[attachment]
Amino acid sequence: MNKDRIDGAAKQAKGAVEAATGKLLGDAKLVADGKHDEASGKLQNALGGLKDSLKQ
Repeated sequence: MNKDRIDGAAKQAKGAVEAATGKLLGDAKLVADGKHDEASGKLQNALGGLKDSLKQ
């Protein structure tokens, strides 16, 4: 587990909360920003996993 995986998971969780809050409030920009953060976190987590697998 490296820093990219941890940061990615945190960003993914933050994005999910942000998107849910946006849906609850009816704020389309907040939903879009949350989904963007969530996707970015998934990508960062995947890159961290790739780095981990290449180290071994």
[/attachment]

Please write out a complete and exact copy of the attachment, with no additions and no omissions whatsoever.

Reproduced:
Amino acid sequence: MNKDRIDGAAKQAKGAVEAATGKLLGDAKLVADGKHDEASGKLQNALGGLKDSLKQ
Repeated sequence: MNKDRIDGAAKQAKGAVEAATGKLLGDAKLVADGKHDEASGKLQNALGGLKDSLKQ
């Protein structure tokens, strides 16, 4: 587990909360920003996993 995986998971969780809050409030920009953060976190987590697998 490296820093990219941890940061990615945190960003993914933050994005999910942000998107849910946006849906609850009816704020389309907040939903879009949350989904963007969530996707970015998934990508960062995947890159961290790739780095981990290449180290071994």